Saturday was not one of those days when you could cut the tension with a knife. A bit of a letdown was inevitable after the team left everything it had on the field against Auburn and subdued was the tone set for the day. Not even black jerseys could save things.
Bullet points coming at you now:
- The crowd was um… let’s say not into it for the most part. Lots of empty seats and only a few moments when they really got pumped up and into things. Not that it stopped the playing of “Seven Nation Army” on the stadium PA about a thousand times.
- In the first half, the Dawgs scored a touchdown on the first offensive play of the game, McKenzie returned a punt for a touchdown, the defense garnered three interceptions… all of which added up to a less than the sum of its parts 21-7 halftime lead. Meh.
- Part of the problem was that they were only able to convert one of those turnovers into a score. The first interception led to a punt from the ULL 30-yard line. Meh squared. (At least it was at a point on the field where a Georgia punter could do some real damage.)
- McKenzie’s first score came as a result of a really nifty play design that showed a flow to the left, but a toss to the right. McKenzie’s speed did the rest, but he had plenty of space to operate. Nicely done.
- It’s a real shame that Eason didn’t have the same consistency on the deep ball against ULL that he displayed against Auburn, because he had receivers open downfield quite often. The wind may have played a part in that, although it didn’t seem to affect that gorgeous throw he made to McKenzie on the first scoring drive of the second half.
- If you want to understand why Georgia is starting a true freshman quarterback this season, compare the 60-yard toss Eason made to Godwin towards the end of the first half with Lambert’s sideline throw late in the game. The lack of velocity on the latter pass was literally startling by comparison.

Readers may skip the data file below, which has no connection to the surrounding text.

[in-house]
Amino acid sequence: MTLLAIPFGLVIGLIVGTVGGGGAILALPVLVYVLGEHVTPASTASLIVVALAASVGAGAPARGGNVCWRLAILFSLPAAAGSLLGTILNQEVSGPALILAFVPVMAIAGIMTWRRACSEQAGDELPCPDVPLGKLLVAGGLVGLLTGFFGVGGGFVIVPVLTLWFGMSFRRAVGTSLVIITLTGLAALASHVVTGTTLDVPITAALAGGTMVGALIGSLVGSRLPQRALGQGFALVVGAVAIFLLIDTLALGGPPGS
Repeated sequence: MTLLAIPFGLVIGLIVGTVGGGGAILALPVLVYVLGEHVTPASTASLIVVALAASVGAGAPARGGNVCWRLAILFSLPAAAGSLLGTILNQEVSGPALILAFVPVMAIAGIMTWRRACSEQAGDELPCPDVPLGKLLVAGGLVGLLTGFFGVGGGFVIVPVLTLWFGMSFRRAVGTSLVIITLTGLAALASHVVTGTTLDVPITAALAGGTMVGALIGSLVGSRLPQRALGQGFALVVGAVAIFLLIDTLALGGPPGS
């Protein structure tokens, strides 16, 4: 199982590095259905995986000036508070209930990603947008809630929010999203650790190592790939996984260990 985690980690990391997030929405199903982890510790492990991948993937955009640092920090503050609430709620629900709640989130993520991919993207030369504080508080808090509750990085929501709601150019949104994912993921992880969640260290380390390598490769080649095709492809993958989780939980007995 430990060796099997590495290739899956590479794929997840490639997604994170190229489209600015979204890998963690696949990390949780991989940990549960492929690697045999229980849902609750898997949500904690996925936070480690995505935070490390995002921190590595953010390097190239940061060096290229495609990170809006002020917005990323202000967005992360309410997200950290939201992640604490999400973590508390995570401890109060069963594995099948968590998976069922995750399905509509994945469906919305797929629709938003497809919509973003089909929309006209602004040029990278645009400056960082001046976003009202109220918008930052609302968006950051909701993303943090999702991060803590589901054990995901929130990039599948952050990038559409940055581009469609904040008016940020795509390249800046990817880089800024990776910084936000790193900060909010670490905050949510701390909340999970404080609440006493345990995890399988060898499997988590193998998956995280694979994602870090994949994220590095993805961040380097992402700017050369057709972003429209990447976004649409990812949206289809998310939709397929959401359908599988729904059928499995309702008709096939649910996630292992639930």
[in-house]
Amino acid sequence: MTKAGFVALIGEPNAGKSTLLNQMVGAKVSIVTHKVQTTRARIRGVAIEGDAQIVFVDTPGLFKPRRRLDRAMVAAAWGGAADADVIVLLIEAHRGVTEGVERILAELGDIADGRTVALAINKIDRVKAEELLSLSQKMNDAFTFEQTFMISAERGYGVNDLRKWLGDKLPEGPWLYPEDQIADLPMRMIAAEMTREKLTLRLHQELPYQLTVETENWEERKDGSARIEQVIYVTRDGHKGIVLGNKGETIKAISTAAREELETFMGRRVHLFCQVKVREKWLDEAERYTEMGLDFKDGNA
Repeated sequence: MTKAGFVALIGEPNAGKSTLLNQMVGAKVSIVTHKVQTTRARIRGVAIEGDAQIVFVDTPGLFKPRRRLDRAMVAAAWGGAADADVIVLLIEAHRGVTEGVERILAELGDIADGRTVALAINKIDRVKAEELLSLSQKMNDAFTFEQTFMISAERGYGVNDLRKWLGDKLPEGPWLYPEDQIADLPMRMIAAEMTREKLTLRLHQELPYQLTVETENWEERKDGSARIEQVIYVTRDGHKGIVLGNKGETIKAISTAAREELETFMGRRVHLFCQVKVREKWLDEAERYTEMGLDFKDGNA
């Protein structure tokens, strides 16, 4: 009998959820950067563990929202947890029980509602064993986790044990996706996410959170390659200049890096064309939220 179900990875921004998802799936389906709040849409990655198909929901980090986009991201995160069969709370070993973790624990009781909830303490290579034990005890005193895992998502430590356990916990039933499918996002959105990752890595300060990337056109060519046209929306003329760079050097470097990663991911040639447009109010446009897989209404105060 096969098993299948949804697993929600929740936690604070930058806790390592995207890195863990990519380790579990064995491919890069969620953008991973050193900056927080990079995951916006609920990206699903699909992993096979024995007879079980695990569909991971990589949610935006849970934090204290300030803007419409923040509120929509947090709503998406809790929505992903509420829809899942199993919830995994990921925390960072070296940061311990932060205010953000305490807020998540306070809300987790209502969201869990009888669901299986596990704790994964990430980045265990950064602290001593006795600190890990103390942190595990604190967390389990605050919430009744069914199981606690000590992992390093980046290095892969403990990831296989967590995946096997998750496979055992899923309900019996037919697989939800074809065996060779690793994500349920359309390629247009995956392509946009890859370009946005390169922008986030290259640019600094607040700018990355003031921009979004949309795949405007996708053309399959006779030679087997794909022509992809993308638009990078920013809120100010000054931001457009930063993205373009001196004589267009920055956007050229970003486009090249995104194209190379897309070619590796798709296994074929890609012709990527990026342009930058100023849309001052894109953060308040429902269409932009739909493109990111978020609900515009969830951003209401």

- It’s also nice to see Eason slow down when he realizes he’s got pass protection and work through his progressions, as was the case with his touchdown pass to Chubb.
- On the other hand, he still forces things a little too much for his own good. The interception was off a pass he tried to force in to Nauta, who was covered, when he had Ridley wide open on the play.
- Good to see an effort made to get Terry Godwin the ball, although I wish they might have taken a shot or two with him downfield.
- They ran that meshuggeh short-yardage play with McKenzie lined up behind Chubb in the I again, but at least this time the ball was handed to the right guy.
- It’s heartening to see another solid game out of Chubb, who looks more and more like he’s got his speed back. It wasn’t one of Sony’s better games, so let’s hope he got it out of his system.
- I hate to keep saying it, but Payne simply hasn’t been the consistent blocker he was at the start of the season. Don’t know what’s up with that.
- The line did some good things — no sacks were nice — but they’re not a bunch you can count on for power blocking in short yardage situations.
- Special teams again wound up as contributors, even if Blankenship wasn’t the player of the game. He dealt with the wind on kickoffs as best he could, and was aided by what may have been the best coverage work of the season. Reggie Davis had a nice kickoff return. And McKenzie, of course. The blocking on that was excellent, but there was also a little juke he put on mid-play that made the return. I have to admit Beamer isn’t ticking me off as much as he was earlier this year.
- The defense was a little disappointing, to be honest. The good work we watched against Auburn — no third down conversions and no gashing with outside runs in the second half — largely dissipated, as ULL was able to convert a number of third downs and had a good bit of success with perimeter runs. Gap integrity and assignment football kind of came and went. On a positive note, the defense bowed up on fourth down, shutting down all three conversion attempts. That and the turnovers are what saved the day on that side of the ball.
- Pass defense was, for the most part, good. I’m not sure how much of that was due to the defensive effort and how much to Jennings’ erratic day throwing. It’s fair to say, though, that all the interceptions came off athletic plays by the DBs. Parrish’s pick was the most intriguing of them, in that it seemed he baited Jennings into the throw by letting the receiver get a little distance between them.
- Trent Thompson is a beast. That is all.
- As far as the coordinators went, it was a day for vanilla game plans and an uninspiring atmosphere. They weren’t great, but it could have been a whole helluva lot worse than it was. That being said, Chaney’s play calling during the last two minutes of the first half flat out sucked.
In the end, a win’s a win. And in the year of close calls and disappointing losses, you could do a lot worse. Then again, maybe Kirby’s plan all along was to demythologize Georgia’s black jerseys by pairing them with a ho-hum game. If so, he succeeded admirably. On to Hate Week.